And in Los Angeles, the City of Angels Medical Center recruited homeless people off the street to fill their empty beds, offering them cash and drugs plus clean sheets and three square meals a day, while billing Medicare tens of millions of dollars for their stay.
"We have to understand this is a major fraud area," United States Attorney General Eric Holder told Kroft.
Holder is taking a crime that has been in the backwaters of law enforcement and made it a top priority at the Justice Department.
"Why do you think it's been so attractive for the criminals?" Kroft asked.
"Because I think it's been pretty easy. I think that they have found a way in which they have been able to get pretty substantial amounts of money with not a huge amount of effort and at least until now, without the possibility of great detection," Holder explained.
The attorney general agreed that the risks are much lower. "You'll see some of these people and they'll say 'You know there is not a chance that you are going to have some other drug dealer shooting at you.' The chances of being incarcerated were lower, the amount of time you would spend in jail was smaller. All of which is different now."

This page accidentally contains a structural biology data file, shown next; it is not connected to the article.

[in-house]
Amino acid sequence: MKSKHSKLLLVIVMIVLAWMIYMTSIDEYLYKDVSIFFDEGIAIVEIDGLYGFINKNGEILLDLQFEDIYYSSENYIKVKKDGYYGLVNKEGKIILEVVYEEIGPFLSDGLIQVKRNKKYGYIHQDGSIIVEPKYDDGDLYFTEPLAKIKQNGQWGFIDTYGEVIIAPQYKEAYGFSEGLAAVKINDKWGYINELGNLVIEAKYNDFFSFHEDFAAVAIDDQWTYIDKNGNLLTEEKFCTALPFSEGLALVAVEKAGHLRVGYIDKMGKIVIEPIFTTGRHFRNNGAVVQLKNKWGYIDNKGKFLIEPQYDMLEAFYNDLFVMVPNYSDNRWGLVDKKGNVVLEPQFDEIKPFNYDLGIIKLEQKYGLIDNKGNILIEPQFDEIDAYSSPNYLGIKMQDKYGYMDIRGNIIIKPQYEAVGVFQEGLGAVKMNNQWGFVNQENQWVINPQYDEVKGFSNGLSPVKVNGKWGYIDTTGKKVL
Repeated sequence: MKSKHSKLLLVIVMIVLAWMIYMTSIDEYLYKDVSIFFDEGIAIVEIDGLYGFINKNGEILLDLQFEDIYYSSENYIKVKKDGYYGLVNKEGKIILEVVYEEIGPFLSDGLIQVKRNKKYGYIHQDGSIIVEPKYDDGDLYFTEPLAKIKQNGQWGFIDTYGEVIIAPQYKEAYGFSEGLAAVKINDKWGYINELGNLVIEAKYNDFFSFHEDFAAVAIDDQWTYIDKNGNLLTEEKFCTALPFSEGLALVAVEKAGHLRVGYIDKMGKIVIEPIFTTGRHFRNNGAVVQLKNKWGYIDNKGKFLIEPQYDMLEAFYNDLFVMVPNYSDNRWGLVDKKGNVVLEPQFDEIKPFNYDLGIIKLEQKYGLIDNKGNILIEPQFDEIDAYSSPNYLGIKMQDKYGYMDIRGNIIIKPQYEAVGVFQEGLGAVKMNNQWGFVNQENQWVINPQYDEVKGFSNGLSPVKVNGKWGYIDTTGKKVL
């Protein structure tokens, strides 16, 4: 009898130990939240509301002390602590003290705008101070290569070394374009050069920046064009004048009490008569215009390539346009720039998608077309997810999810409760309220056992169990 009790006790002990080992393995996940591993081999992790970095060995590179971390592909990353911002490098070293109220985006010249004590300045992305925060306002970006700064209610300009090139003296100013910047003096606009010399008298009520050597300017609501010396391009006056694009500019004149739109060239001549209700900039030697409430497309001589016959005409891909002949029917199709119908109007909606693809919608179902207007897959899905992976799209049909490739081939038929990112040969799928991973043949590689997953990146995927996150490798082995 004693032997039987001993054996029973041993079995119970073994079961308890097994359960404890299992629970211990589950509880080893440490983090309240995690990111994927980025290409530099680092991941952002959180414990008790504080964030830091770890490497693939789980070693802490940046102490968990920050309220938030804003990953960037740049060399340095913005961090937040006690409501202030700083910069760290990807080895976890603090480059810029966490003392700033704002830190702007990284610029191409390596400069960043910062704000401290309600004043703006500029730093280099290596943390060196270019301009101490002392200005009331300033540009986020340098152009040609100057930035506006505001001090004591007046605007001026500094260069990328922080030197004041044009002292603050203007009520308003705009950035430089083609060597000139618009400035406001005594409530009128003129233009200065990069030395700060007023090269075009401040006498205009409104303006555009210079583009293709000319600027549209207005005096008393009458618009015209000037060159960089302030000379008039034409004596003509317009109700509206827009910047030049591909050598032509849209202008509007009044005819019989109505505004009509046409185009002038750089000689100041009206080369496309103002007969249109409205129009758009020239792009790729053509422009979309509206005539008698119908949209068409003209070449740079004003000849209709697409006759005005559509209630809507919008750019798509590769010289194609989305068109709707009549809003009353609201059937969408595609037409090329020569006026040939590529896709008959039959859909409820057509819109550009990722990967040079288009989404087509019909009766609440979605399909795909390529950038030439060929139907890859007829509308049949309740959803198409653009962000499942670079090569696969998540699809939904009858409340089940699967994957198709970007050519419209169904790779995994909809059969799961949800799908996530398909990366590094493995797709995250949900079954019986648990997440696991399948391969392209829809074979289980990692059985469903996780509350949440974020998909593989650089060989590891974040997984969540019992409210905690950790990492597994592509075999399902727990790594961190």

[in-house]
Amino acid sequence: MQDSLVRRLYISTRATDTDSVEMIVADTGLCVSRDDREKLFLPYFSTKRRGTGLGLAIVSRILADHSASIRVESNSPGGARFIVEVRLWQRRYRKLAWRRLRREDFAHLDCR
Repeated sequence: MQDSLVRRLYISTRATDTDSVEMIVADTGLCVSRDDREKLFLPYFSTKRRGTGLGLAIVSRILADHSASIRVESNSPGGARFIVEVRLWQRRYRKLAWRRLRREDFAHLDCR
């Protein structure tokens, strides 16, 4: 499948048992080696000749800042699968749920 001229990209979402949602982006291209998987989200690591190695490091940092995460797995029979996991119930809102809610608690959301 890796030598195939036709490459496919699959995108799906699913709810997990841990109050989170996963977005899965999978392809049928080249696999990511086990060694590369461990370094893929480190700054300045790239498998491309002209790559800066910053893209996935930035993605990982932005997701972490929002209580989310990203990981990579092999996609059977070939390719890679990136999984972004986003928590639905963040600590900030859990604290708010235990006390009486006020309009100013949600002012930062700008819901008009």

"You're wakin' up every day makin' $20,000, $30,000, $40,000. Every day, almost literally. And you're like 'Wow I just won the lottery,'" a man we'll call "Tony" told Kroft.
Tony is not his real name. Before he was ratted out by a friend and brought down by the FBI, he was making Wall Street money running a string of phony medical supply companies out of a building that were theoretically providing wheel chairs and other expensive equipment to Medicare patients.
He told Kroft he stole about $20 million from Medicare. He told Kroft it was "real easy."
"And you're not exactly a criminal mastermind?" Kroft asked.
"No. No," Tony said. "No, not really. It's more like common sense."
Asked if he actually ever sold any medical equipment, Tony said, "No. Just have somebody in an office answering the phone, like we're open for business. And wake up in the morning, see how much, check your bank account and see how much money you made today."
He told Kroft he didn't have any medical equipment or real clients - all of it was fake.
"And you would just fill out some invoices and some forms and send 'em to Medicare?" Kroft asked.
"That's it. In 15 to 30 days you'll have a direct deposit in your bank account. I mean it was ridiculous. It's more like taking candy from a baby," Tony said.